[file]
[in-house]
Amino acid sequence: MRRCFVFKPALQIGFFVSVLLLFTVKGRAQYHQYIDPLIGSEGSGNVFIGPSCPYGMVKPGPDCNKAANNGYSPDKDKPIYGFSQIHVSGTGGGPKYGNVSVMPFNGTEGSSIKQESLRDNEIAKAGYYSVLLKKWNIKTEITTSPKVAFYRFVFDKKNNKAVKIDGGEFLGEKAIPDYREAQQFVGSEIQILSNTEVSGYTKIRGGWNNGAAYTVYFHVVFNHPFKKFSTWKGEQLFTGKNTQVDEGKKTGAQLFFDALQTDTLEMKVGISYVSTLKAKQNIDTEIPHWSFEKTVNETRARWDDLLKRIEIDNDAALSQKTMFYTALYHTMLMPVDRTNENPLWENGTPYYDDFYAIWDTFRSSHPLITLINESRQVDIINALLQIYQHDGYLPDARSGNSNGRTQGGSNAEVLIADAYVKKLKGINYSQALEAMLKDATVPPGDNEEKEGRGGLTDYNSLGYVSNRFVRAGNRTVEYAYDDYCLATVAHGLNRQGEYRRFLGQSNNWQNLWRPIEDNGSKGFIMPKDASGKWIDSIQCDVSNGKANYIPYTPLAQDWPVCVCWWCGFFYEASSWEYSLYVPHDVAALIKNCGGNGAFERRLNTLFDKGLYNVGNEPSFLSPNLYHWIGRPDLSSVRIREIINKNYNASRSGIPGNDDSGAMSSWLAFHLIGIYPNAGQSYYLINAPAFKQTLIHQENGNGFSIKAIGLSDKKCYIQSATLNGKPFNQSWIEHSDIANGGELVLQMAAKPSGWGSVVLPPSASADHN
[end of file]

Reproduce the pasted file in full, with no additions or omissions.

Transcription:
[in-house]
Amino acid sequence: MRRCFVFKPALQIGFFVSVLLLFTVKGRAQYHQYIDPLIGSEGSGNVFIGPSCPYGMVKPGPDCNKAANNGYSPDKDKPIYGFSQIHVSGTGGGPKYGNVSVMPFNGTEGSSIKQESLRDNEIAKAGYYSVLLKKWNIKTEITTSPKVAFYRFVFDKKNNKAVKIDGGEFLGEKAIPDYREAQQFVGSEIQILSNTEVSGYTKIRGGWNNGAAYTVYFHVVFNHPFKKFSTWKGEQLFTGKNTQVDEGKKTGAQLFFDALQTDTLEMKVGISYVSTLKAKQNIDTEIPHWSFEKTVNETRARWDDLLKRIEIDNDAALSQKTMFYTALYHTMLMPVDRTNENPLWENGTPYYDDFYAIWDTFRSSHPLITLINESRQVDIINALLQIYQHDGYLPDARSGNSNGRTQGGSNAEVLIADAYVKKLKGINYSQALEAMLKDATVPPGDNEEKEGRGGLTDYNSLGYVSNRFVRAGNRTVEYAYDDYCLATVAHGLNRQGEYRRFLGQSNNWQNLWRPIEDNGSKGFIMPKDASGKWIDSIQCDVSNGKANYIPYTPLAQDWPVCVCWWCGFFYEASSWEYSLYVPHDVAALIKNCGGNGAFERRLNTLFDKGLYNVGNEPSFLSPNLYHWIGRPDLSSVRIREIINKNYNASRSGIPGNDDSGAMSSWLAFHLIGIYPNAGQSYYLINAPAFKQTLIHQENGNGFSIKAIGLSDKKCYIQSATLNGKPFNQSWIEHSDIANGGELVLQMAAKPSGWGSVVLPPSASADHN